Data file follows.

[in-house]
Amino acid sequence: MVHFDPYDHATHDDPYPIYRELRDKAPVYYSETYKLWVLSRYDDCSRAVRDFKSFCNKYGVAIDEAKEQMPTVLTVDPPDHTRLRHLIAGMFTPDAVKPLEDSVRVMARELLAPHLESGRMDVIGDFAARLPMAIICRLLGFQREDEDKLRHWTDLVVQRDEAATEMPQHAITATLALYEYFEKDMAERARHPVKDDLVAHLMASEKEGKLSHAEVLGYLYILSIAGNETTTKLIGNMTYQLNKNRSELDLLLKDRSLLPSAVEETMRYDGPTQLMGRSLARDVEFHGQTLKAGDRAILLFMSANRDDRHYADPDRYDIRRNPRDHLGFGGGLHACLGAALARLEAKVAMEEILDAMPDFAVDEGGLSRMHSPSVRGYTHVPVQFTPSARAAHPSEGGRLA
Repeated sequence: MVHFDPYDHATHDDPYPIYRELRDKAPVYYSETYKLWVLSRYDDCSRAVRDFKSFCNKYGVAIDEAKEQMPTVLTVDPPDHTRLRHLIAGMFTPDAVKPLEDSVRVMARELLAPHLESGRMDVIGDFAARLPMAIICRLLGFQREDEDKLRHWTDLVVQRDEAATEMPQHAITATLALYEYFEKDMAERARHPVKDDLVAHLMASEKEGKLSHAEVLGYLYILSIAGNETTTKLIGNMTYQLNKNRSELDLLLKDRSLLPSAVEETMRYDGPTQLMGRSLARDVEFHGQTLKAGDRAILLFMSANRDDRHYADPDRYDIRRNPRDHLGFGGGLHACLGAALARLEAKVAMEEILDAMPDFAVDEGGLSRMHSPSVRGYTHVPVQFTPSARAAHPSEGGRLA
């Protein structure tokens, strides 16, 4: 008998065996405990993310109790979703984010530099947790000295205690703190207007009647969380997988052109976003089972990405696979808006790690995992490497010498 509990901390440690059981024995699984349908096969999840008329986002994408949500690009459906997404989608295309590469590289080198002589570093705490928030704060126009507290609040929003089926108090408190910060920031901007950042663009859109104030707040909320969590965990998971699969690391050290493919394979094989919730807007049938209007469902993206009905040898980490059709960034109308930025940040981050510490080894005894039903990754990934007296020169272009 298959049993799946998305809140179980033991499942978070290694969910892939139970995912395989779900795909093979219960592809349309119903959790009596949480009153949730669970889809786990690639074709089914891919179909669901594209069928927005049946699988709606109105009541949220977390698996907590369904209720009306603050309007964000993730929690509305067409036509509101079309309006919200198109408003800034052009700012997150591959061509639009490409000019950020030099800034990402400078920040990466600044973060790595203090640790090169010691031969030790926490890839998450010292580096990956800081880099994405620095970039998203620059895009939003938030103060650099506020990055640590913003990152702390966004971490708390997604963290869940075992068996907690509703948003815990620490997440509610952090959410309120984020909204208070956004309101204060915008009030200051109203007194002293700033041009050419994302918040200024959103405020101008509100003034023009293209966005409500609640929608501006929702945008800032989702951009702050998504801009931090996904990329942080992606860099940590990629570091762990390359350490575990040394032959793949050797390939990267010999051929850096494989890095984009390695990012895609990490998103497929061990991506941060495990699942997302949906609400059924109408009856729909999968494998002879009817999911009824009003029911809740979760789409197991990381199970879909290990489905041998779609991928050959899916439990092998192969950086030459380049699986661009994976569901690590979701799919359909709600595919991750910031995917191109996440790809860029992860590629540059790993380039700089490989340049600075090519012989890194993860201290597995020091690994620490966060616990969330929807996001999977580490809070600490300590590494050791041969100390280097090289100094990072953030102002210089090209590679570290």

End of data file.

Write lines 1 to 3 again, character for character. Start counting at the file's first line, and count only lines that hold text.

[in-house]
Amino acid sequence: MVHFDPYDHATHDDPYPIYRELRDKAPVYYSETYKLWVLSRYDDCSRAVRDFKSFCNKYGVAIDEAKEQMPTVLTVDPPDHTRLRHLIAGMFTPDAVKPLEDSVRVMARELLAPHLESGRMDVIGDFAARLPMAIICRLLGFQREDEDKLRHWTDLVVQRDEAATEMPQHAITATLALYEYFEKDMAERARHPVKDDLVAHLMASEKEGKLSHAEVLGYLYILSIAGNETTTKLIGNMTYQLNKNRSELDLLLKDRSLLPSAVEETMRYDGPTQLMGRSLARDVEFHGQTLKAGDRAILLFMSANRDDRHYADPDRYDIRRNPRDHLGFGGGLHACLGAALARLEAKVAMEEILDAMPDFAVDEGGLSRMHSPSVRGYTHVPVQFTPSARAAHPSEGGRLA
Repeated sequence: MVHFDPYDHATHDDPYPIYRELRDKAPVYYSETYKLWVLSRYDDCSRAVRDFKSFCNKYGVAIDEAKEQMPTVLTVDPPDHTRLRHLIAGMFTPDAVKPLEDSVRVMARELLAPHLESGRMDVIGDFAARLPMAIICRLLGFQREDEDKLRHWTDLVVQRDEAATEMPQHAITATLALYEYFEKDMAERARHPVKDDLVAHLMASEKEGKLSHAEVLGYLYILSIAGNETTTKLIGNMTYQLNKNRSELDLLLKDRSLLPSAVEETMRYDGPTQLMGRSLARDVEFHGQTLKAGDRAILLFMSANRDDRHYADPDRYDIRRNPRDHLGFGGGLHACLGAALARLEAKVAMEEILDAMPDFAVDEGGLSRMHSPSVRGYTHVPVQFTPSARAAHPSEGGRLA